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United States of America v. Willie James Coward

March 16, 2012

UNITED STATES OF AMERICA,
PLAINTIFF,
v.
WILLIE JAMES COWARD,
DEFENDANT.



The opinion of the court was delivered by: Susan Oki Mollway Chief United States District Judge

ORDER DENYING MOTION FOR RECONSIDERATION OF ORDER DENYING DEFENDANT'S MOTION FOR RECUSAL OF UNITED STATES DISTRICT JUDGE JOHN MICHAEL SEABRIGHT

Before the court is Defendant Willie James Coward's Motion for Reconsideration of Order Denying Defendant's Motion for Recusal of United States District Judge John Michael Seabright. In an abundance of caution, Judge Seabright has referred the reconsideration motion to another judge. The present judge now denies the reconsideration motion.

I. FACTUAL BACKGROUND

Coward pled guilty to having made a false statement in an application for a United States passport, in violation of 18 U.S.C. § 1542. Indictment, ECF No. 1; Minutes of Proceedings on December 16, 2009, ECF No. 12. Judge Seabright sentenced him to an eight-month prison term. Judgment, ECF No. 26. Coward appealed, then filed a motion to stay his sentence, which Judge Seabright granted. Notice of Appeal, ECF No. 32; Motion to Stay Sentence Pending Appeal, ECF No. 43; Order Granting Defendant's Motion to Stay Sentence Pending Appeal, ECF No. 48. In an unpublished order filed on February 17, 2011, the Ninth Circuit affirmed the judgment. Memorandum, ECF No. 52. Defendant then entered the Federal Detention Center in Honolulu to begin serving his prison sentence on May 5, 2011. Return on Execution of Judgment, ECF No. 79. As a follow up to the oral granting of Coward's counsel's motion to withdraw as counsel, Judge Seabright provisionally appointed new counsel for Coward to determine whether Coward might have unexhausted appellate rights, as Coward himself contended. Minute Order of May 6, 2011, ECF No.76; Transcript of Proceedings on May 5, 2011, ECF No. 81.

The next thing that Judge Seabright did in the case was to issue a sealed Order To Release Confidential Pretrial Services Information as to Willie James Coward on November 8, 2011. ECF No. 82. Three months later, by a letter dated February 7, 2012, ECF No. 84, Coward asked Judge Seabright to recuse himself "[s]ince you cannot be fair to me and most importantly, an impartial and just Federal Judge in the District of Hawaii." Judge Seabright denied the recusal motion because (1) Coward had no matters before this court, and (2) Coward appeared to be basing his request on Judge Seabright's rulings, not on alleged prejudice resulting from an extra-judicial source, as required for recusal under 28 U.S.C. § 455 by a 1986 Ninth Circuit decision Judge Seabright quoted. Order Denying Defendant's Motion for Recusal of United States District Judge J. Michael Seabright, ECF No. 85. Coward now seeks reconsideration of that denial.

Because the reconsideration motion, unlike the initial recusal request, included Coward's declaration asserting that Judge Seabright was biased, Judge Seabright liberally construed the reconsideration motion as possibly brought pursuant to 28 U.S.C. § 144, which requires an affidavit or declaration. Because § 144 states that motions brought under and complying with § 144 may not be decided by the judge whose recusal is sought, he referred the reconsideration motion to another district judge. ECT No. 87.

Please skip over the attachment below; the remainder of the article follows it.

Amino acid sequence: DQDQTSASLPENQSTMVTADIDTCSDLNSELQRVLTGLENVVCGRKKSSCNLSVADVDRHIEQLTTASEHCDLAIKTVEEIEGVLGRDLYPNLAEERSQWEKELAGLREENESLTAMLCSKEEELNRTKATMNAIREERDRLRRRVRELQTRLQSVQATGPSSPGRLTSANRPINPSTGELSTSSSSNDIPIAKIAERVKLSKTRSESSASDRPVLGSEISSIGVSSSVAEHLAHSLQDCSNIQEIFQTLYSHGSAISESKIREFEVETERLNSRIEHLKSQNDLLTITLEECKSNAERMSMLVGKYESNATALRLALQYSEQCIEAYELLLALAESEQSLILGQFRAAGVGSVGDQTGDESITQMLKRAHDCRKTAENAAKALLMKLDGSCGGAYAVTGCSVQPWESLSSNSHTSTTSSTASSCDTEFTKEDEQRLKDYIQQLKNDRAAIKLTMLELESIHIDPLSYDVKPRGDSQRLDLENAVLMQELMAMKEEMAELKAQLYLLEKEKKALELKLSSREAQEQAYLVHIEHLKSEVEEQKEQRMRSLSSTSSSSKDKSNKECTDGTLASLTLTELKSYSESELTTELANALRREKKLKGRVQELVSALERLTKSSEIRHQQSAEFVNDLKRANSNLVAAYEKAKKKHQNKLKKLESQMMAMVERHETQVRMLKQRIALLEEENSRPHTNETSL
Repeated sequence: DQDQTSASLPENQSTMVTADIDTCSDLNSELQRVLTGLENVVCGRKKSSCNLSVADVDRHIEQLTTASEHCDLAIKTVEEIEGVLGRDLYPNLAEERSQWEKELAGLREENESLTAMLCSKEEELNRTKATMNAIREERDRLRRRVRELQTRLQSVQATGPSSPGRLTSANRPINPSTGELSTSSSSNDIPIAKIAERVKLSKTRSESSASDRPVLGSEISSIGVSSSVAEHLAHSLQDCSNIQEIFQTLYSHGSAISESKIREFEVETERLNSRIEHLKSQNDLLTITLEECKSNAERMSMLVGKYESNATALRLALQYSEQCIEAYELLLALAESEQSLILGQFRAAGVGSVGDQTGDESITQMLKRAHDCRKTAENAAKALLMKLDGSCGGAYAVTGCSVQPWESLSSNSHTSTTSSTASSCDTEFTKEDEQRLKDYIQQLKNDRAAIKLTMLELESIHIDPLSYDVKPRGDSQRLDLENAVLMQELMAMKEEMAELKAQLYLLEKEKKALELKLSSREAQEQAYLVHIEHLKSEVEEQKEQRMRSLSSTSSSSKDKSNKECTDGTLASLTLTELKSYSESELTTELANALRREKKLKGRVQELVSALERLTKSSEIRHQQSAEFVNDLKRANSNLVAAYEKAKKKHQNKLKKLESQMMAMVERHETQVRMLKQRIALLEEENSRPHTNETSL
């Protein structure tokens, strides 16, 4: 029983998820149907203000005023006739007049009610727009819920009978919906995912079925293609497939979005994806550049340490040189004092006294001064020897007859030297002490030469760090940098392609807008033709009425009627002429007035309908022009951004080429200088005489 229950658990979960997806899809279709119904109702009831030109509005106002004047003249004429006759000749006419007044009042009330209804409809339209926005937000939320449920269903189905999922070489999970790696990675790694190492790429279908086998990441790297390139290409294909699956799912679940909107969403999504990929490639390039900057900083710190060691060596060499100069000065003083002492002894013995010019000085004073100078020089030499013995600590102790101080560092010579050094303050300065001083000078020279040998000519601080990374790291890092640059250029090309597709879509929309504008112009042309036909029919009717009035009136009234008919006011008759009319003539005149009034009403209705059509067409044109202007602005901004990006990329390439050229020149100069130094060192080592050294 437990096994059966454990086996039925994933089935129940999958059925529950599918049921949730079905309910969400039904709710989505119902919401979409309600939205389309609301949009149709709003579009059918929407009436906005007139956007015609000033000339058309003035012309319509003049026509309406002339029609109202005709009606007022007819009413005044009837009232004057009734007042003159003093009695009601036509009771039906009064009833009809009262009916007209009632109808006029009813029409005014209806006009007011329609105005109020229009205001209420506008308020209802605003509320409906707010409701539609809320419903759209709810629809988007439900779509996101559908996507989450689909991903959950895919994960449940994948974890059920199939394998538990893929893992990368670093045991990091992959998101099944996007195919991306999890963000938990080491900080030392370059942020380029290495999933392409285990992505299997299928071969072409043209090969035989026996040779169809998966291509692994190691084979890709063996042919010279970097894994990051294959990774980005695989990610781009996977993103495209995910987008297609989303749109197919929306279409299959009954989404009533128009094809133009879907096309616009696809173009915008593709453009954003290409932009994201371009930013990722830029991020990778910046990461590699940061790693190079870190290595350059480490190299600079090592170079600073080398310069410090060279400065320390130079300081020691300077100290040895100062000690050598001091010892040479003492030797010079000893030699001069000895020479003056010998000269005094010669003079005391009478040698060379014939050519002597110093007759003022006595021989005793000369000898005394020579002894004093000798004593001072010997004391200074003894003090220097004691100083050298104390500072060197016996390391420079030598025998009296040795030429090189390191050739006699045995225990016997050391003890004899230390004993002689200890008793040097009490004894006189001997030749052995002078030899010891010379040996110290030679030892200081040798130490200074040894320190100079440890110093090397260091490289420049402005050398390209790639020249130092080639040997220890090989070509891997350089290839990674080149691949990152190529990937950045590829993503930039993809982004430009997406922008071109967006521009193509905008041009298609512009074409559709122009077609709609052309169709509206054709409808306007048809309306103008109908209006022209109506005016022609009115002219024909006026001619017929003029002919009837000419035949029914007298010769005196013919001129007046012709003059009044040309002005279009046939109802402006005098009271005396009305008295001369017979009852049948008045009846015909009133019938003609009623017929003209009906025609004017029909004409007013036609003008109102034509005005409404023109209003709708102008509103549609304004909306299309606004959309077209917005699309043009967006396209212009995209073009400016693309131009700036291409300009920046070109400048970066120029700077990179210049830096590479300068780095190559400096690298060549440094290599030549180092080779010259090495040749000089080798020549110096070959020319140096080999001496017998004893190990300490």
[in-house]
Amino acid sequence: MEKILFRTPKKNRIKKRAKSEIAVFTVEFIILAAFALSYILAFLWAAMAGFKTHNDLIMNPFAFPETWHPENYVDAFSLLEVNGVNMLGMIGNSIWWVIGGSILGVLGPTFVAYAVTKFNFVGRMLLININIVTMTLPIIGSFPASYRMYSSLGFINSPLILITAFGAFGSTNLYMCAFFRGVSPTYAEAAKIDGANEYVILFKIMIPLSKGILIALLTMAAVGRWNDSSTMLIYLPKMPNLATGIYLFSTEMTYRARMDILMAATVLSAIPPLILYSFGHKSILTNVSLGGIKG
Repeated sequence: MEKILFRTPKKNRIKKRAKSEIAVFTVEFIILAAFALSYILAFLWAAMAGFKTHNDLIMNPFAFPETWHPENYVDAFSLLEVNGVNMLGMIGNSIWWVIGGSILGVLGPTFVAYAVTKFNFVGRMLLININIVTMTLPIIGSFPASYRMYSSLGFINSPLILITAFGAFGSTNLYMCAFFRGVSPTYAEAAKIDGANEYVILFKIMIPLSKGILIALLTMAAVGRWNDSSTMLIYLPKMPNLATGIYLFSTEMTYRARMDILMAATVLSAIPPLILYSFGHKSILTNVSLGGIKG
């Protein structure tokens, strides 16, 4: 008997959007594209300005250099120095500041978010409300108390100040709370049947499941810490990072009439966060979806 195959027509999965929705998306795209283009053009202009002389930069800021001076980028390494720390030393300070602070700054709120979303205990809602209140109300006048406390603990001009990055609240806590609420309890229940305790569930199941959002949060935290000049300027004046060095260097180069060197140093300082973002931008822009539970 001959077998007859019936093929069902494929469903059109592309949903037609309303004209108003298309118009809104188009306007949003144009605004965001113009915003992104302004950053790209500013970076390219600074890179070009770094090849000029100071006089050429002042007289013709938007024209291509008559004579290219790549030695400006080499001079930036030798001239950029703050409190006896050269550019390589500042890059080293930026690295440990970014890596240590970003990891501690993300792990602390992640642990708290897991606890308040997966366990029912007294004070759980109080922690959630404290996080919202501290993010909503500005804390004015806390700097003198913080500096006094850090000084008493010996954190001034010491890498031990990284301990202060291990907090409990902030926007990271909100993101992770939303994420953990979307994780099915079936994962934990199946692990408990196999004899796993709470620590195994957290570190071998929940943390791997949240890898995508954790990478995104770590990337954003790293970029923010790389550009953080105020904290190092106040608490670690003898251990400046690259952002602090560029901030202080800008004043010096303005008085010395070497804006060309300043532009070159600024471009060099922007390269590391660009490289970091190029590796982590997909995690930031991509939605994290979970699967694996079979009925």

II. ANALYSIS

The declaration Coward submits in support of his reconsideration request states that Coward is seeking Judge Seabright's recusal under 28 U.S.C. § 455(a). Section 455(a) provides: "Any justice, judge, or magistrate judge of the United States shall disqualify himself in any proceeding in which his impartiality might reasonably be questioned." Section 455 does not require that a recusal request be supported by any affidavit or declaration.

Recusal may alternatively be required under 28 U.S.C. § 144, although § 144 was not cited by Coward. Section 144 states:

Whenever a party to any proceeding in a district court makes and files a timely and sufficient affidavit that the judge before whom the matter is pending has a personal bias or prejudice either against him or in favor of any adverse party, such judge shall proceed no further therein, but another judge shall be assigned to hear such proceeding.

The affidavit shall state the facts and the reasons for the belief that bias or prejudice exists, and shall be filed not less than ten days before the beginning of the term at which the proceeding is to be heard, or good cause shall be shown for the failure to file it within such time. A party may file only one such affidavit in any case. It shall be accompanied by a certificate of counsel of record stating that it is made in good faith.

28 U.S.C. § 144. Coward's original recusal request, unlike his reconsideration motion, did not contain any affidavit or declaration and so was not deemed to have been brought under § 455.

Coward's reconsideration motion does not provide grounds for requiring Judge Seabright's recusal, whether construed as falling under § 455(a) or § 144. The court notes that the declaration attached to Coward's reconsideration motion refers to occurrences between January 13, 2009, and November 8, 2011, but Coward offers no explanation for his failure to refer to those instances in his original recusal request. As he raises them for the first time in his reconsideration motion, he ...


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